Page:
Tips for parents
As a psychologist and counsellor, I have been talking to parents about concerns they have about
their children during the lockdown and online classes. Here are a few takeaways and tips on Making
Online classes a successful experience for your children.
#parenting, #online classes, #counselling, #child psychology
Just like adults, children have been making a lot of adjustments in the last two months and online
learning is another huge adjustment they have been asked to make.
While all children love being in front of the screen it was mostly for fun and entertainment.
However, sitting in front for hours in a more organised classroom situation is not every child’s cup of
Each child has a different style of learning. (and parents can make this a successful experience for
their children by keeping the three C’s in mind. Communicate, Connect and Care).
Teachers so far have been doing their best to adjust to this new medium and parent support will be
Here are a few tips for you to ensure that your child and teacher have the best online experience.
1. Talk to your children and explain to them the importance of following the online rules set by
the schools. Rules are made to make online learning safe and easy for the children. For example,
being on mute and not chatting with friends while class is in progress is something that will help
children concentrate and focus. Some children are easily distracted and explaining to them why
certain rules have been set will help them understand and follow the rules without defiance. This
will increase focus and concentration as well as set the mood for online learning.
2. Connect with your child – understand your child’s needs and personality. Some children like
studying from home, however, there are a few who totally detest online learning.
Understand what type of a learner your child is.
a) Sitting in the cozy surrounding of a room, with the AC on, could probably make the child sleepy,
rather than focus on what the teacher is saying. Then the child may need a more open environment.
Maybe in the middle of the drawing room where the classroom is projected on the TV and a parent
is around to make sure that the child is not dozing off.
b) Or maybe the child is someone who is more comfortable and alert sitting in his own cozy room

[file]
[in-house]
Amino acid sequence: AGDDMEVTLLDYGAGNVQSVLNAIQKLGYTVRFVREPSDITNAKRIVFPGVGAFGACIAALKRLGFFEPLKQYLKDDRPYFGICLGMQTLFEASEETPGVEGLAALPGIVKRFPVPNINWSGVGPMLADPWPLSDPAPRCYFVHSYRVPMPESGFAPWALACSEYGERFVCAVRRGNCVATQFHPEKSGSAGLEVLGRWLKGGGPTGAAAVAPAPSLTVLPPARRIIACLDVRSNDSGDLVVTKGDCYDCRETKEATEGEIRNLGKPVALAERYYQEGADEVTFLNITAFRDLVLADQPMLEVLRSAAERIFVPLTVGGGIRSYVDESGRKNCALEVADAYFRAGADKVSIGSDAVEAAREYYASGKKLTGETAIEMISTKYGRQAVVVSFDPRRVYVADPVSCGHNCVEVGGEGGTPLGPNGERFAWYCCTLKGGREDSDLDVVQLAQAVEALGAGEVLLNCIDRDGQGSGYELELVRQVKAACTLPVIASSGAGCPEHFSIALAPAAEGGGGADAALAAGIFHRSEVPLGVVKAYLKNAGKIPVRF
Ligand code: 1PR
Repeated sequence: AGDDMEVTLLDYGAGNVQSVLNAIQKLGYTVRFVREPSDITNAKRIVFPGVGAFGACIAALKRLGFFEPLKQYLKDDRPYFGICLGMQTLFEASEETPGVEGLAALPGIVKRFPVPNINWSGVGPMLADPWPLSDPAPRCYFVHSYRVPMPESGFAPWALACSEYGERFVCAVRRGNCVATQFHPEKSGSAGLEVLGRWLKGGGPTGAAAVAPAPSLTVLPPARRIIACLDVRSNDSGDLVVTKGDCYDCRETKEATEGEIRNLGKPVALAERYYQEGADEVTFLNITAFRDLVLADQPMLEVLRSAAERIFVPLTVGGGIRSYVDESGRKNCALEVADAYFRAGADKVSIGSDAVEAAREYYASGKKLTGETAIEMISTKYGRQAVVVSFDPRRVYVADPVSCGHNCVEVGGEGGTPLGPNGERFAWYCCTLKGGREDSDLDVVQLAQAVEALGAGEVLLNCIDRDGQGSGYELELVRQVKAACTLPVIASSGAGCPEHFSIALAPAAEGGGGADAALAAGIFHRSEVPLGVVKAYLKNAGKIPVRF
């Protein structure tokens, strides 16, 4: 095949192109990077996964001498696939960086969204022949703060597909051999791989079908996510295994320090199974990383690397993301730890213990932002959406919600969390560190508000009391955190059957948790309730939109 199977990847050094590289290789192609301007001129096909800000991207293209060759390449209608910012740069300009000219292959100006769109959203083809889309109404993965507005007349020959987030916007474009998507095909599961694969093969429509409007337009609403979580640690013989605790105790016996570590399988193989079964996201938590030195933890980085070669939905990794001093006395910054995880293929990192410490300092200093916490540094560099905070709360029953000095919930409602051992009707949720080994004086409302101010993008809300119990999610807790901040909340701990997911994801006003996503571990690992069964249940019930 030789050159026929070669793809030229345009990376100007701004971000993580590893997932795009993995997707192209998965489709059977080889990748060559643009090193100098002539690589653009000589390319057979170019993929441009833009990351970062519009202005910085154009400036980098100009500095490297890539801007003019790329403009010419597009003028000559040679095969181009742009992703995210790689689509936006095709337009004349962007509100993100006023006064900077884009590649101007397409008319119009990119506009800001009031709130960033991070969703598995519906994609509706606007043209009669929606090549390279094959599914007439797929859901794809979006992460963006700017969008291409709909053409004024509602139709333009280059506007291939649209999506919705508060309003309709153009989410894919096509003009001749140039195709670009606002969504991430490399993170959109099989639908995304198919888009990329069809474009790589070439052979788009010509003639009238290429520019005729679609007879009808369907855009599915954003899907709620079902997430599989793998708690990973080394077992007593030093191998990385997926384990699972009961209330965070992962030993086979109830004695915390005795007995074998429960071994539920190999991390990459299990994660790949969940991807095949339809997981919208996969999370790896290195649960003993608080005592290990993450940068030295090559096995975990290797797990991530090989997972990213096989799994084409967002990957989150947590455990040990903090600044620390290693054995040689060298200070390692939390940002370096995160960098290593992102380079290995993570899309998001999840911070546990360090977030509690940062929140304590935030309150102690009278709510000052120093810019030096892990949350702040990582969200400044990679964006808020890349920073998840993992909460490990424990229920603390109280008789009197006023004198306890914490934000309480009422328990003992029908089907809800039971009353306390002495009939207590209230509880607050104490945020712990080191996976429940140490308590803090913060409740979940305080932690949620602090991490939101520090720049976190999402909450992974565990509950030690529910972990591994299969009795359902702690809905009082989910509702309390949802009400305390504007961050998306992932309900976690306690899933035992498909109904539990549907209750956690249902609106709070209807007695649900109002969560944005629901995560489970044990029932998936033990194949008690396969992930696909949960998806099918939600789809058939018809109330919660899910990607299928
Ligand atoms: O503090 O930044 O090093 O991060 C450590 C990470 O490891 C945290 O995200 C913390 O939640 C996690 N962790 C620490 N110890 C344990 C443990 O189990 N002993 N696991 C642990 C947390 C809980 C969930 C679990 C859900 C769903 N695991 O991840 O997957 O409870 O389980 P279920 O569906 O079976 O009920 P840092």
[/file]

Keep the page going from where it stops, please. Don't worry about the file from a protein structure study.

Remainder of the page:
without the distractions of a physical classroom and is able to focus better.
c) Another child may need to keep switching places after every subject, from sitting at a table to
sitting on the floor, which ever they feel more comfortable with, or just to get rid of the monotony.
For example, my seven year old daughter keeps switching from sitting at a table in the same room
to sitting on the floor against the wall, as she gets uncomfortable with her position after a while,
since she is slowly outgrowing her writing table and chair. While she doesn’t fully want to give up on
it, she wants to keep switching to comfortable positions.
d) On the other hand, my eleven-year-old son who is a sports person and is used to a lot of
outdoor activities, gets bored quickly when asked to copy notes. He finishes his notes before the
other children and while waiting, in order to beat the boredom he does a few push-ups or exercises
in his chair. (of course without disturbing the other classmates).
So it is up to the parents, to understand the child’s needs and encourage the child, to do what is best
for them to make the experience a successful learning journey.
Whatever, a child’s learning needs may be, what all parents should keep in mind is to:
1. Make sure that the learning environment is clean and all distractions from the room and the
learning space have been removed.
2. Provide the child with ear or headphones if required. Especially, if the child is someone who
gets distracted easily, headphones will help in cutting the outside noise. However, headphones are
not recommended for very young children and the volume of the headphones should not be very
3. During the break time insist that the child steps away from the laptop and takes a walk around
the room or area.
4. Do a few stretches or do some deep breathing exercises.
5. The child should be well hydrated and keep sipping water.
6. The child should also have a snack during the break if required.
7. As a parent if you see the child getting distracted and not focusing please do ask the child the
reason for the distraction and work on it. Distractions could be due to worry, fear, anger or any
other emotions which should be addressed.
8. Parents can sit with the children at the end of the day and discuss with them how their classes
for the day went, what went well and what did not.
In summary, connect, communicate and care in order to make the online experience a successful